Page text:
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Mobile technologies make data management more efficient and accurate, streamlining every step of collection, analysis and reporting.
Every day the team that operates and maintains the 330 mgd Union Park pump station in South Boston, Massachusetts, uses mobile technology in the form of hand-held tablets to enter data on checklist forms. This allows them to store run times and retrieve data for monthly reports.
The Team members, who service nine other sanitary, storm water and water pumping stations in the area ranging from 1.5 to 6.5 mgd, also enter corrective maintenance work orders through a mobile application on tablets or smartphones; the information is automatically loaded to a computerised maintenance management system (CMMS).
The Fayette County Water System is an expansive one, providing service to Tyrone, Peachtree City, Woolsey, Brooks, part of Fayetteville, and part of the unincorporated County, with its two plants, which have a total production capacity of 20.525 million gallons per day (MGD). So when Lee Pope, Water System Director, discovered that several of the System’s eight pumps were not operating as efficiently as needed, he decided the time was right to institute an asset management program that could help comply with new state-mandated maintenance rules.
Pope says he called in four or five different asset management companies to demonstrate their software before finally settling on SEMS Technologies, from Suwanee.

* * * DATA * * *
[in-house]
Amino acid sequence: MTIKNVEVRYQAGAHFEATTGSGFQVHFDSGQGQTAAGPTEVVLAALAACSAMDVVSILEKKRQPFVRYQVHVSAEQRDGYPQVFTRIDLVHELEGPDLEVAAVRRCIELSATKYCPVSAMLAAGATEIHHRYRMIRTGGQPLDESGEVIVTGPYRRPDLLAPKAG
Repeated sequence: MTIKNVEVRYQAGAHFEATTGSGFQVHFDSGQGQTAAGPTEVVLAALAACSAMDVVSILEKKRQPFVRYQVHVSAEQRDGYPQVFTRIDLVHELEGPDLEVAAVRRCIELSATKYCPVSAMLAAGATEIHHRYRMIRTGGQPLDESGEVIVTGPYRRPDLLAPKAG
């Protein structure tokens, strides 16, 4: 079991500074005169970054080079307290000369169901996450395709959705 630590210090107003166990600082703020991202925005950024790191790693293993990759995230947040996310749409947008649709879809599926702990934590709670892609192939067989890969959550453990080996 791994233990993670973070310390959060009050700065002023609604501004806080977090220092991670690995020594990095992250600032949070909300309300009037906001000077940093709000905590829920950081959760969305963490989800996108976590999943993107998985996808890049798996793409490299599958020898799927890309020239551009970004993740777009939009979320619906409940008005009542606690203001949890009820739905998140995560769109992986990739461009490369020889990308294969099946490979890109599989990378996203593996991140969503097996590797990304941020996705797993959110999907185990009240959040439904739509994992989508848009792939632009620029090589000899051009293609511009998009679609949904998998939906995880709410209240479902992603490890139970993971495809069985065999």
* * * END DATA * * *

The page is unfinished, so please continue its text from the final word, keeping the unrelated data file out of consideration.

Florida Water Resource Journal – April 2015 – Work Order/Computerized Maintenance Management System: An Effective, Modern Solution for Port St. Lucie
The City of Port St. Lucie, recognized it was time to streamline a dated, paper-based work order system when their current system, built in the early 1990’s, was showing its age. They began researching computerized maintenance management systems (CMMS) options to help them run their utility more efficiently.
“The old system wasn’t able to support the amount of assets we currently have”, “We kept expanding on it as we grew and eventually those expansions simply got too big for the system to handle” said PSL Staff.
The City of Hillsboro, Kansas has taken the jump into the 21st century utilizing tablets. As you know most utilities continue to use pen and paper to track work orders; from the assignment to the cataloging, creating a time consuming process that is less than appealing. Every so often someone introduces technology that truly fits into the day to day processes we utilize and does not require a computer science degree to learn.
The below article explains how Hillsboro’s field staff can now receive and complete work orders out in the field. There is no more need to have the staff come back to the office multiple times throughout the day to keep up your level of service or call them on the radio to do a job. Now, you can electronically dispatch the work order to the staff in the field. They can then complete the work and send it right back in on either a smartphone or tablet. No more paper or retyping of information back into the software.